New Monument Celebrates the Life and Legacy of Coretta Scott King

New Monument Celebrates the Life and Legacy of Coretta Scott King

On Thursday, the Atlanta community gathered to celebrate the life and legacy of Coretta Scott King, an advocate for African American equality.

According to WSB-TV, family and friends gathered to unveil a monument and garden at The King Center, which Coretta founded in 1968 in northeast Atlanta following the death of her husband, Dr. Martin Luther King, Jr.

“This day not only honors Mrs. King’s contributions to history. It is also her 96th birthday,” Karyn Greer of Channel 2 announced to the crowd, who enjoyed a vocal performance by 11-year-old Victory Brinker. “You raise me up so I could stand on mountains,” she sang effortlessly.


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Monument artist, Saya Woolfalk, said Mrs. King desired for the monument to be built on the “sacred ground” of The King Center rather than any other location.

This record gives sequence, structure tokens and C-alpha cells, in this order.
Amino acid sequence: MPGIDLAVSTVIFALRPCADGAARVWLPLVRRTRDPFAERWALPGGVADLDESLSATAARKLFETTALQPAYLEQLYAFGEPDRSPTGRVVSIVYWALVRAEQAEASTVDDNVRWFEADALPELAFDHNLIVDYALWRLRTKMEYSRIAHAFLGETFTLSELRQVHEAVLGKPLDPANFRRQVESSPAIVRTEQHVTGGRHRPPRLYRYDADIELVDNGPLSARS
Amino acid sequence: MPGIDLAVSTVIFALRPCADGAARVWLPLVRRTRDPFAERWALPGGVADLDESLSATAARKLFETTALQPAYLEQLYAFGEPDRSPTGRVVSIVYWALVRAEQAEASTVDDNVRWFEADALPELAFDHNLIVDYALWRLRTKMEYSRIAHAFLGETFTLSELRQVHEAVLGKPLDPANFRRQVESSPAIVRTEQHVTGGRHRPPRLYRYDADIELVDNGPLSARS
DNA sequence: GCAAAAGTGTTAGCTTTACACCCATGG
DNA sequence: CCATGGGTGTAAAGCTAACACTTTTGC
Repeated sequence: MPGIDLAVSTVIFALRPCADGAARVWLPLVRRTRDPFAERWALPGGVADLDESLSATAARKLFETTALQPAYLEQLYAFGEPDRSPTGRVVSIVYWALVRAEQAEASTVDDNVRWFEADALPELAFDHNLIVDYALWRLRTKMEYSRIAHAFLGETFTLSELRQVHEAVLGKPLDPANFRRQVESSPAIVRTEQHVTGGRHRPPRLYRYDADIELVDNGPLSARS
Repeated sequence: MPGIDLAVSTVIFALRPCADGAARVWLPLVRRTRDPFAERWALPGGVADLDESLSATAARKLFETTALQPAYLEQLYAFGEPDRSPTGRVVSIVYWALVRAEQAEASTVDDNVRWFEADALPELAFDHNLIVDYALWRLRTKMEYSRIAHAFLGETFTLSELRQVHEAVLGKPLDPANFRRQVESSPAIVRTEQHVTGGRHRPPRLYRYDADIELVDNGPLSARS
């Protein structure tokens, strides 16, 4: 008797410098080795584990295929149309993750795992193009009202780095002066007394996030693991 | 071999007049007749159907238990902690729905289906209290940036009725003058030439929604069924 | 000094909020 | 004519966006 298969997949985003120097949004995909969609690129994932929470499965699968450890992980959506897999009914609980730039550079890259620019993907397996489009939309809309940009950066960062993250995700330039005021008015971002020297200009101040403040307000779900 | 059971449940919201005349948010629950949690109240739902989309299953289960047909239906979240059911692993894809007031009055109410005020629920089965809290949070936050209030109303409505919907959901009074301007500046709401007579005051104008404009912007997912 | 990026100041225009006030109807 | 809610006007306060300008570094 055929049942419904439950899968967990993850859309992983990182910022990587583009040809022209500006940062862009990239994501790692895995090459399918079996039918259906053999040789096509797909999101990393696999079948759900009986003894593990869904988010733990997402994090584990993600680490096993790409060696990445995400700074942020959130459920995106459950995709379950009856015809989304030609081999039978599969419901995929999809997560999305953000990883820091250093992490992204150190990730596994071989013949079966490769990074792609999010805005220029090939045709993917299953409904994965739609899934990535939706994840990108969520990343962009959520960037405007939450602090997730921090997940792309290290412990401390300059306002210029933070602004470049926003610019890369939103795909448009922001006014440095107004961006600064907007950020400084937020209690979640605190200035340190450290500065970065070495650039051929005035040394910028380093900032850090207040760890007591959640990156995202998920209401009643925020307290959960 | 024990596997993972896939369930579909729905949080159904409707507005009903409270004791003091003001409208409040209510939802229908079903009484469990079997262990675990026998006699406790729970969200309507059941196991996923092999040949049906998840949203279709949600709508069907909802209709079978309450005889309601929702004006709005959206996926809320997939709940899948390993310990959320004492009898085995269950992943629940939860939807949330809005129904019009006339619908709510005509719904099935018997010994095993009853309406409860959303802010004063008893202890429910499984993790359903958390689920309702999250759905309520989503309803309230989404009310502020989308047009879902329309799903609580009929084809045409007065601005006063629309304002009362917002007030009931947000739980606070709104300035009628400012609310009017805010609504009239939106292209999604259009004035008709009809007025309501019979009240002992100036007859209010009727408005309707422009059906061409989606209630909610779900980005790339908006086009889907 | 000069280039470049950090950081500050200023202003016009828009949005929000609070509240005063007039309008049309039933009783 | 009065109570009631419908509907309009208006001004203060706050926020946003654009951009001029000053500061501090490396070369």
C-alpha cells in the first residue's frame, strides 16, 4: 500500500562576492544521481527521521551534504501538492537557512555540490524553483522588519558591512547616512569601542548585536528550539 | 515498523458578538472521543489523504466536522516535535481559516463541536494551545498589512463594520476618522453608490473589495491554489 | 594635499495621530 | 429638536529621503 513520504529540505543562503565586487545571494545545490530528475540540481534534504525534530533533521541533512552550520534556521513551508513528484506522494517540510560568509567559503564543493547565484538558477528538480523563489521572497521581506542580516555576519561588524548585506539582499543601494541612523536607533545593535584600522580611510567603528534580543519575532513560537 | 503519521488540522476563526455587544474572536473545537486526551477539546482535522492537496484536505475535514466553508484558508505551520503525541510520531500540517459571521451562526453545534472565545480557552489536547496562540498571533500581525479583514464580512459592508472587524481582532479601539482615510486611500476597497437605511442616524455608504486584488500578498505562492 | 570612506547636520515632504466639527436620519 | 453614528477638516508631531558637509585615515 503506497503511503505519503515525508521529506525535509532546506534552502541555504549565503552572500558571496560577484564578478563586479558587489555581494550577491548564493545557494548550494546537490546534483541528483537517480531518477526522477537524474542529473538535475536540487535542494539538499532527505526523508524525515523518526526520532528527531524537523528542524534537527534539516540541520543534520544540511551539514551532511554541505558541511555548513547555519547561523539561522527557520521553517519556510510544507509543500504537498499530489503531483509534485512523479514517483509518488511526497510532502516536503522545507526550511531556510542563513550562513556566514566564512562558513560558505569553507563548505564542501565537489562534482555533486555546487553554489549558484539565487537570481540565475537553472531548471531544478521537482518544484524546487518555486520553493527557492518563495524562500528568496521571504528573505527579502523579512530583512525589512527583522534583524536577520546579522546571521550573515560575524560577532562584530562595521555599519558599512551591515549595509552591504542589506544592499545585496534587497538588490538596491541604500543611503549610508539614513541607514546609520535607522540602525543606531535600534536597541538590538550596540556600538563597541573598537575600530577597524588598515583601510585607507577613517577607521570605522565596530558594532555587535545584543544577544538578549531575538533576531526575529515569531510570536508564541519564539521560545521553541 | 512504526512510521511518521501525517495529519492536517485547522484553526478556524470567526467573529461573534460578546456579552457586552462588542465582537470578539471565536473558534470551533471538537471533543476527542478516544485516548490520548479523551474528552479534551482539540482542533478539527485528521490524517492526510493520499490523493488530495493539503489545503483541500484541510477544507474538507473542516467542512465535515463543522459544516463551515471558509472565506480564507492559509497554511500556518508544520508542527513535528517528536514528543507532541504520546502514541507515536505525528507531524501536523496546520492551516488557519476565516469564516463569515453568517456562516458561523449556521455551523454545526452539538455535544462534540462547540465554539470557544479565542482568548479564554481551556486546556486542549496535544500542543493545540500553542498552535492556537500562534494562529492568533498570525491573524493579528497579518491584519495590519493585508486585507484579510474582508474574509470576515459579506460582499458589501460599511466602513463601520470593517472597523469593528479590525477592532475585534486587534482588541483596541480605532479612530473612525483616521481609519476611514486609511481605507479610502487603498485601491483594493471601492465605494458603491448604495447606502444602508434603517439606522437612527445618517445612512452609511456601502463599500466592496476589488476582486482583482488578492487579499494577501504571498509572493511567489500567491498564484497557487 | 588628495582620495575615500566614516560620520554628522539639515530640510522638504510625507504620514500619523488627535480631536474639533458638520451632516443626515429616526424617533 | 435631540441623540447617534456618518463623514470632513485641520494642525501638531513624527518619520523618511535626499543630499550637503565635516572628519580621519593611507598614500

“It’s an immersive environment,” Woolfalk said of her art. “It’s not a representational sculpture. It’s intended to make you feel like you’re in the spirit of Mrs. King. So you walk into the space, and you feel her spirit.”

The monument features a circular, steel “chapel dome” open at its sides. The domed canopy covers a bronze cast sculpture of microphones, with a live microphone for visitors “to speak their own words and commitments to civil rights and nonviolence.” The floor features a tiled mosaic of the rose with King’s name.

“Today’s dedication of this monument is but a beginning,” daughter and King Center CEO Dr. Bernice King said at the ceremony.

The garden has a stone-paved area aligned with benches and flower beds leading up to the monument, only moments away from the crypt that holds the couple’s bodies.

“There is much more to come. When her legacy is fully revealed, we will know that because of her, because of mom, because of Coretta Scott King, the dream lives, and the legacy continues,” Dr. Bernice King added.

It’s been 17 years since Coretta Scott King’s death, but her long-lasting impact is still widely recognized, honored, and felt.